It was easy to see competing interest groups offer divergent views after the discovery of a case of “mad cow” disease in the United States. Three examples from many:
- The Center for Consumer Freedom (supported by the food industry, restaurants and interested consumers) expressed concern that “radical social activists” would exaggerate the risk of this discovery and use it to “steer Americans toward organic meat.”
- “Organic beef – it’s what’s safe for dinner!” announced a news release from an organic beef marketer. “Organic beef is the safer option for families concerned abut Mad Cow Disease.” Posted December 31, 2003, on http://184.108.40.206/fsnet-archives.htm
- “Organic Trade Association reminds consumers that organic beef is a smart choice.” Posted January 5, 2004, onhttp://220.127.116.11/fsnet-archives.htm
On the “Database Search” page of this web site, you can find dozens of other articles, reports and consumer survey summaries about it. Conduct “Subject” searches and cross-searches, using terms such as:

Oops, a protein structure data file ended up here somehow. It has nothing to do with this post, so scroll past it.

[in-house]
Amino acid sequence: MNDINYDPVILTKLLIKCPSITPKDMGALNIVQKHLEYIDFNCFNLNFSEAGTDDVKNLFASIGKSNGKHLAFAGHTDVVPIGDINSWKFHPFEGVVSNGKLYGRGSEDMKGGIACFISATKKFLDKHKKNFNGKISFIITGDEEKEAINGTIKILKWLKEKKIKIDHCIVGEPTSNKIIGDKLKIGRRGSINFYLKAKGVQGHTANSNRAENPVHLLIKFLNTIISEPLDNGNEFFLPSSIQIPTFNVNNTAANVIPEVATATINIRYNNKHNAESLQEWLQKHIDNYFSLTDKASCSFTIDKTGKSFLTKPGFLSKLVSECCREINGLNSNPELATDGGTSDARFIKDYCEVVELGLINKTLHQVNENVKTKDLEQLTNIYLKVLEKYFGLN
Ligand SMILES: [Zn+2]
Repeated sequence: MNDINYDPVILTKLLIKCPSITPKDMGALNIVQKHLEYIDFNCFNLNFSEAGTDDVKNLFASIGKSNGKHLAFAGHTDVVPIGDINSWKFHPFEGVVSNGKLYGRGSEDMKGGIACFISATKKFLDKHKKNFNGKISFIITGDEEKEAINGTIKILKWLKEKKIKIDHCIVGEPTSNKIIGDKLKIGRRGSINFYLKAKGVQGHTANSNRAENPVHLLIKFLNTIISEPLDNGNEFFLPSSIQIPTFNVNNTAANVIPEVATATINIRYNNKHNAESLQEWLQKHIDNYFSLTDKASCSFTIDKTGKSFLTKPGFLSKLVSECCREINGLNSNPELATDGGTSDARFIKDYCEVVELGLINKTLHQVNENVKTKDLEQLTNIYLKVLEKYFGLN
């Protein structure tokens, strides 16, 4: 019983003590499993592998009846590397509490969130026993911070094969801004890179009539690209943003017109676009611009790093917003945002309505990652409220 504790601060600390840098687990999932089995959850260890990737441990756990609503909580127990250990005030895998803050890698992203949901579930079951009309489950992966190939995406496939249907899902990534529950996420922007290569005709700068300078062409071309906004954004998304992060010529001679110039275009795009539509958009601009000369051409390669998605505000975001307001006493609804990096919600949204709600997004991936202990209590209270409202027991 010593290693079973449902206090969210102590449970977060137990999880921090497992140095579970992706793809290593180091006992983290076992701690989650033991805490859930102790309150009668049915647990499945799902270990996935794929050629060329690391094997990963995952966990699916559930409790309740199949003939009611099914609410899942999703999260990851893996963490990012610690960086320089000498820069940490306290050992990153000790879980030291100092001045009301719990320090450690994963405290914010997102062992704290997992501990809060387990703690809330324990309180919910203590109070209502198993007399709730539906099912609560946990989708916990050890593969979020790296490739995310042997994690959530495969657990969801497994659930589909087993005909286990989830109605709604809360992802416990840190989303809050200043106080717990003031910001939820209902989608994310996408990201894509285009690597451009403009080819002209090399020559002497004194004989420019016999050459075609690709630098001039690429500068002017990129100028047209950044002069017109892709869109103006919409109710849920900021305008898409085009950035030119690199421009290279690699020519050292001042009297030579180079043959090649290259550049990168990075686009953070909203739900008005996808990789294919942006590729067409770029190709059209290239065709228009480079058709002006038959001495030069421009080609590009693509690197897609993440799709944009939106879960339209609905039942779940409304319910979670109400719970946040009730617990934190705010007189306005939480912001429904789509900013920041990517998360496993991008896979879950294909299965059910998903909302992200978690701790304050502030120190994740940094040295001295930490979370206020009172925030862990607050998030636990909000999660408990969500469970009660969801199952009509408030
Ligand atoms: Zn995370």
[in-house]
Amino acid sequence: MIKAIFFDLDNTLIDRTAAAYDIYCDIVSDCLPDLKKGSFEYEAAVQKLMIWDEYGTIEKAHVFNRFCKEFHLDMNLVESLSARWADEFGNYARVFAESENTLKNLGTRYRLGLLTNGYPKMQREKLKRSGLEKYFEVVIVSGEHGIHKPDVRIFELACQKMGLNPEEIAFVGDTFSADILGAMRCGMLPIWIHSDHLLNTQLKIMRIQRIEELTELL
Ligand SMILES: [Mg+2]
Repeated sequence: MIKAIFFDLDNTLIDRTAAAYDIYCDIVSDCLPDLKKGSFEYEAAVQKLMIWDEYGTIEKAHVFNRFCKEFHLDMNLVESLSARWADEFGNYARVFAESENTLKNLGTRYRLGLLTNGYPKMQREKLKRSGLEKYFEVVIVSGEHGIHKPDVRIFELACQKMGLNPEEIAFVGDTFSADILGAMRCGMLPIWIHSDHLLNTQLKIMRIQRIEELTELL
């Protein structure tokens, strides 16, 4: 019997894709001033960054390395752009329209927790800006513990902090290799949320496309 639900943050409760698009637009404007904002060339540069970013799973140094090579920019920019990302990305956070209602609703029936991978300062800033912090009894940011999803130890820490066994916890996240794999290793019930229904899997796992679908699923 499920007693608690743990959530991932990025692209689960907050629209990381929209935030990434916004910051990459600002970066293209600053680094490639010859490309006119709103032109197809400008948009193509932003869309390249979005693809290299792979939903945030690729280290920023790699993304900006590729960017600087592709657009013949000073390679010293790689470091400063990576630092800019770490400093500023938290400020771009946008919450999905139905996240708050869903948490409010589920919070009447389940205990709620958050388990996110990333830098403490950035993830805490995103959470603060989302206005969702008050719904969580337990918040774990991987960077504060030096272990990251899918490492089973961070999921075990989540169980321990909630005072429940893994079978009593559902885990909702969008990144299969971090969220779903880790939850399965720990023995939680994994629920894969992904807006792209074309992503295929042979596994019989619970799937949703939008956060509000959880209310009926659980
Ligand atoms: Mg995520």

“food safety” beef
If you are interested in agricultural advertising you may be pleased with a rich resource that could well be new to you. Recently, we added two interesting links through the ACDC web site:
- Agricultural advertising collection. Thousands of ads featuring agricultural equipment, dairy products, chemicals, farm papers and other agricultural themes are part of the D’Arcy Collection at the University of Illinois. This collection, maintained by the Communications Library, includes almost two million original advertisements published between 1890 and 1970.
- Agricultural advertising exhibit. See 20 images of agricultural and food advertisements in the University of Illinois Advertising Exhibit. The exhibit, organized within 17 subject themes, features advertisements selected from the D’Arcy and Woodward Collections.